Changing The World One Beehive At A Time
An op-ed piece for the Ames High School newspaper landed Sam Bird in Uganda, where he has taught students how to build beehives.
Bird, a senior in global resource systems, says he wrote the op-ed because all of Iowa is tied to agriculture, “but the average student in Ames didn’t appreciate that connection.”
The letter caught the attention of David Acker, associate dean of academic and global programs in the College of Agriculture and Life Sciences.
Bird says he was originally headed to San Francisco to attend college. That changed when Acker contacted him and explained the global resource systems major at Iowa State.
Students who choose the major focus on an international region of their choice. Before graduating they learn the language and an understanding of the region’s issues.
Bird was one of the first students to sign up for the major. He also was one of the first student peer mentors in the major’s learning community. He says it’s amazing what he’s learned from other students.
“They go to Thailand, Morocco, India, China, all over the world,” Bird says. “It’s what my classmates do during the summer.”
Uganda was Bird’s choice because he’d already spent three weeks there during high school. During that visit he met students younger than he was caring for entire families.
“If you ever see the issues these families have to deal with—it really hits you,” Bird says.
The summer after his first year in college he returned to Uganda with the ISU-Makerere University Uganda Service Learning Program, which is organized by the Center for Sustainable Rural Livelihoods (read more about this partnership on page 31).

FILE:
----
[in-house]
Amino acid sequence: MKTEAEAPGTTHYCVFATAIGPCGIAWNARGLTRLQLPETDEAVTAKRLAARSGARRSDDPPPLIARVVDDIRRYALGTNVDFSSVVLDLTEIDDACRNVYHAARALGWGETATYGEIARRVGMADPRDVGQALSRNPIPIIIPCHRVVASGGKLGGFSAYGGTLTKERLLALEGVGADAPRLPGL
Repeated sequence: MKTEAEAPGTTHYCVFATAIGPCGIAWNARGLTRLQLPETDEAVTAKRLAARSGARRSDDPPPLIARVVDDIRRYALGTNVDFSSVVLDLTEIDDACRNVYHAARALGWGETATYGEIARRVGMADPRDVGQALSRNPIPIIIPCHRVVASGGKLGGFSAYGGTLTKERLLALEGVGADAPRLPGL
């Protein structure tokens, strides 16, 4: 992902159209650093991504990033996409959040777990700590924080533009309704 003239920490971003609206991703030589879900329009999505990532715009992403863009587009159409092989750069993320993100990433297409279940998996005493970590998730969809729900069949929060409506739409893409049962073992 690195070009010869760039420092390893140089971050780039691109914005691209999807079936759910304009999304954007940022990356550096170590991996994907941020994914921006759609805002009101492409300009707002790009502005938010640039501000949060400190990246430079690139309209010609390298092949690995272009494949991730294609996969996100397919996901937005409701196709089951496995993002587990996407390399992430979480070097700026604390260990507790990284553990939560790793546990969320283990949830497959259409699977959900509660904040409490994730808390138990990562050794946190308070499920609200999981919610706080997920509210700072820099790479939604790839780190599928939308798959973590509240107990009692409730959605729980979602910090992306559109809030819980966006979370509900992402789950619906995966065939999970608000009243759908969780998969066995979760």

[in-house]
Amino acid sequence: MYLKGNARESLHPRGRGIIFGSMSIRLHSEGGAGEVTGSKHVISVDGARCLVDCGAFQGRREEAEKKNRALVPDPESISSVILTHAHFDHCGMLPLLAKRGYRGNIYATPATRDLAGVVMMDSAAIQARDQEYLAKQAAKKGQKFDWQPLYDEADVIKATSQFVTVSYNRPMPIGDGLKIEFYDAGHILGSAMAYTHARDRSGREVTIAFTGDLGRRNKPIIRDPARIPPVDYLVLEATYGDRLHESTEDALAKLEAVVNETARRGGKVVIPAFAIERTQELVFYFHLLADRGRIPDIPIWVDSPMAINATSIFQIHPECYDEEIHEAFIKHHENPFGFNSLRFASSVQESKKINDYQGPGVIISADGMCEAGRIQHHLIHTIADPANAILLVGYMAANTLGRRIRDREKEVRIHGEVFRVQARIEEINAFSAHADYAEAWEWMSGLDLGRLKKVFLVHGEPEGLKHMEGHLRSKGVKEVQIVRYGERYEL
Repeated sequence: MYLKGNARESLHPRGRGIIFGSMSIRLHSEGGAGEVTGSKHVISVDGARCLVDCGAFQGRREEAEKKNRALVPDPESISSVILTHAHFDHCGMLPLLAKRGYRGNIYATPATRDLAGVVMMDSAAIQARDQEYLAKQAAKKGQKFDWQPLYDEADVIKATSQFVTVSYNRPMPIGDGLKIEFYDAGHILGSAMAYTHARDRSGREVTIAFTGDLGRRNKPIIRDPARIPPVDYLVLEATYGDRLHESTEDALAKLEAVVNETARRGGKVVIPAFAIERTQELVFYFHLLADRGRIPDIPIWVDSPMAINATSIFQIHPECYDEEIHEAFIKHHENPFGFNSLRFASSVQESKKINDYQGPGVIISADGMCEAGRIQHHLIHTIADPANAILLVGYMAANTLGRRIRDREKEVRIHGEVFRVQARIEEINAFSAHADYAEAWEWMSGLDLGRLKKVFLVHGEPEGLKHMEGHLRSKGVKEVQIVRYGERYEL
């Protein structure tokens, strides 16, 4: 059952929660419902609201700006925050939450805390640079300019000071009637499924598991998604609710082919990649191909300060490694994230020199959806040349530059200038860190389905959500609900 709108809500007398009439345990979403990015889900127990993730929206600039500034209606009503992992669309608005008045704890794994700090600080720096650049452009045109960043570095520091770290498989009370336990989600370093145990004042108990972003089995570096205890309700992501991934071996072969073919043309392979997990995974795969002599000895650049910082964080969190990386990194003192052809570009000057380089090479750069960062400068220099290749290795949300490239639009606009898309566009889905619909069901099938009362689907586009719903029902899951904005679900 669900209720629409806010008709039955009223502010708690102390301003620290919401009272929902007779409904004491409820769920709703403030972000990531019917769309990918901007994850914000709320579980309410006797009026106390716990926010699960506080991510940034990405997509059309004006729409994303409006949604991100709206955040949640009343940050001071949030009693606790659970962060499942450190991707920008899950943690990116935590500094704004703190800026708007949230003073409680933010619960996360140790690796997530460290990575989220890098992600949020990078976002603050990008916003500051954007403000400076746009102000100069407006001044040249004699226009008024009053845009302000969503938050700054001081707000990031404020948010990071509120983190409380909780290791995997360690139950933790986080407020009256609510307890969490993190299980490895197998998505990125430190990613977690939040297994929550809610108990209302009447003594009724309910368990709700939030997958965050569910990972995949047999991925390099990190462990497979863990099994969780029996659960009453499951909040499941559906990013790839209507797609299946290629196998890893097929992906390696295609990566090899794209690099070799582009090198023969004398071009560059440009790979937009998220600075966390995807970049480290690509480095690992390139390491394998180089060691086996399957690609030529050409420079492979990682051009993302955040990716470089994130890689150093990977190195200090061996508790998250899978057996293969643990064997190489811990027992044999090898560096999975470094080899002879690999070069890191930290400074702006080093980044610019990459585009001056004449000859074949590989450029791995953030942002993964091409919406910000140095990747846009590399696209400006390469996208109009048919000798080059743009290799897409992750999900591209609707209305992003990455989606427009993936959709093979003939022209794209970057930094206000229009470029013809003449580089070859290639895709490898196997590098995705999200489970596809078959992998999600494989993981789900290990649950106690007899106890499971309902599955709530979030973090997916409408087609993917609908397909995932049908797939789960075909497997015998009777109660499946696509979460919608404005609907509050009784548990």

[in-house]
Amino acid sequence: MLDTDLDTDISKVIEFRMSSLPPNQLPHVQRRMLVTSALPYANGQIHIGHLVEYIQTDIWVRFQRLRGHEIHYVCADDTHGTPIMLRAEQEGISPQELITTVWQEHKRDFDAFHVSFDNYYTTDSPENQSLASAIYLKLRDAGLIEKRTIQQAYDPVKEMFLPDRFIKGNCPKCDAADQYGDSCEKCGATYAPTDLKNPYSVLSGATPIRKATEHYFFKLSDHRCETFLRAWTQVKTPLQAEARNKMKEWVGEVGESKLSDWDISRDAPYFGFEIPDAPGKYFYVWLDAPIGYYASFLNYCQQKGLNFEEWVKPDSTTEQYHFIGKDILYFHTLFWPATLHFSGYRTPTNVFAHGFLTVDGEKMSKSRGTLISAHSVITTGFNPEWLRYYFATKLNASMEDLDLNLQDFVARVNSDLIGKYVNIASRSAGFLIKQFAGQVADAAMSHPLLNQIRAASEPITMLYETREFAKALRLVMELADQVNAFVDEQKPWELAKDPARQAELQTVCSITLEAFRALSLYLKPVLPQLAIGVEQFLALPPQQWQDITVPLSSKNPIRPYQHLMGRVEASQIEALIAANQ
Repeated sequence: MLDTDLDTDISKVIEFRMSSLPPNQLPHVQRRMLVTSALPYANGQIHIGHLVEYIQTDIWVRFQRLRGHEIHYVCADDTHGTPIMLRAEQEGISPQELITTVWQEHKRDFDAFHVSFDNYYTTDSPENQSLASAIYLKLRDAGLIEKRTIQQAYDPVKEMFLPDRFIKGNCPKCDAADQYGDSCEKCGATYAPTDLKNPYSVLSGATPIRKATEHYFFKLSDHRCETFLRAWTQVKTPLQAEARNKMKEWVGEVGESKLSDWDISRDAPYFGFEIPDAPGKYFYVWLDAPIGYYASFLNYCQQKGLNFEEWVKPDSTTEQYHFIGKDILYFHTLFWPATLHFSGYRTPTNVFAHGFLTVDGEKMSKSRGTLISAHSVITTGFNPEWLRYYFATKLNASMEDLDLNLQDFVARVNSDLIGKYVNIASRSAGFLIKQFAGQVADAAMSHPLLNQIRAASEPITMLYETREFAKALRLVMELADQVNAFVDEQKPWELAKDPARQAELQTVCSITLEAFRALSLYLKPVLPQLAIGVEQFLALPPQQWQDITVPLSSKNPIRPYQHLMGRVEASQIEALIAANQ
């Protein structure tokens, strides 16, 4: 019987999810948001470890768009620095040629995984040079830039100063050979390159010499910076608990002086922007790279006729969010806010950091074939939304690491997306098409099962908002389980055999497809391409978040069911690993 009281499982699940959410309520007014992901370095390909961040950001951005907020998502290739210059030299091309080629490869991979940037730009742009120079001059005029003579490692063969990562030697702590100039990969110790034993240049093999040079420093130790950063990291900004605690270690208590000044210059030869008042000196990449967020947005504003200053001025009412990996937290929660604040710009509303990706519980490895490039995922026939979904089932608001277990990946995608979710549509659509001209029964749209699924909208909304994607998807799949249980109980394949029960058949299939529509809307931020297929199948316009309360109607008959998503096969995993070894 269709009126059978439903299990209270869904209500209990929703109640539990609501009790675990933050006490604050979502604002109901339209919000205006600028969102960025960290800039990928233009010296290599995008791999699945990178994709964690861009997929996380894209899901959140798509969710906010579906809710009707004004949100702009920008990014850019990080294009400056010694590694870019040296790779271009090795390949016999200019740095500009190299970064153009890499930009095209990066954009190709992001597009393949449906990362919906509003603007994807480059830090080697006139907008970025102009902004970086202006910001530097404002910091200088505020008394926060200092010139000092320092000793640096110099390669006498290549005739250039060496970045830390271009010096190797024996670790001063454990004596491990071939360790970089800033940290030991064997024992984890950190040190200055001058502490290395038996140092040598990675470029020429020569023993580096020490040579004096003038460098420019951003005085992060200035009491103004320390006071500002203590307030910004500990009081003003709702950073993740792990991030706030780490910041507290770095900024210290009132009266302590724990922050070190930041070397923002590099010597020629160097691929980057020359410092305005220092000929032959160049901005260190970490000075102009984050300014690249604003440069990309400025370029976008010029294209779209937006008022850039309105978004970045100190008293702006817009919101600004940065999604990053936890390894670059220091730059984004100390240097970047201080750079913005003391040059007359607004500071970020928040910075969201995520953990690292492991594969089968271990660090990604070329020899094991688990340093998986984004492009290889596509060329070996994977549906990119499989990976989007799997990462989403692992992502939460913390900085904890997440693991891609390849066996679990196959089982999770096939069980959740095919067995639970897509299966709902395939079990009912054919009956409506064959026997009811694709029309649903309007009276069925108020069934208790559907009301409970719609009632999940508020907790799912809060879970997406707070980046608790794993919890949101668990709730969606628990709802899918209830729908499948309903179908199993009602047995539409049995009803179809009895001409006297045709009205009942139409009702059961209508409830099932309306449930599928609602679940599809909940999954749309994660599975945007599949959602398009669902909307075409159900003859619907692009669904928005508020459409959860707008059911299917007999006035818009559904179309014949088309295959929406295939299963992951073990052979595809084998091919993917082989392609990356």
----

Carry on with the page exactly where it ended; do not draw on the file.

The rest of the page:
Students from both universities worked together to teach English, improve the school garden and formed teams to teach specific skills. Bird’s group decided to teach beekeeping.
The Makerere University students suggested teaching beekeeping because the children could use their basket weaving skills to weave beehives. Also, establishing hives at the school would help teachers continue lessons on beekeeping. And the products, like honey, could be harvested and consumed or sold.
Bird says he didn’t think the students had caught on, until one morning they noticed an extra beehive.
“One student came over and said he had made the beehive,” Bird says. “Little bits of progress, like that beehive, is how to start to make a difference, whether it’s in Uganda or Iowa.”
The message Bird shares with his peers, international students and even United Nations leaders, is that we all have to work together to make the world sustainable. It’s an issue that’s interwoven with agriculture because he says, “we all need to eat.”
Bird participated in the United Nations Commission on Sustainable Development in 2009 and was recently selected as a Udall Scholar. He plans to attend graduate school to study applied economics and its implications for agriculture and economic development in sub-Saharan Africa.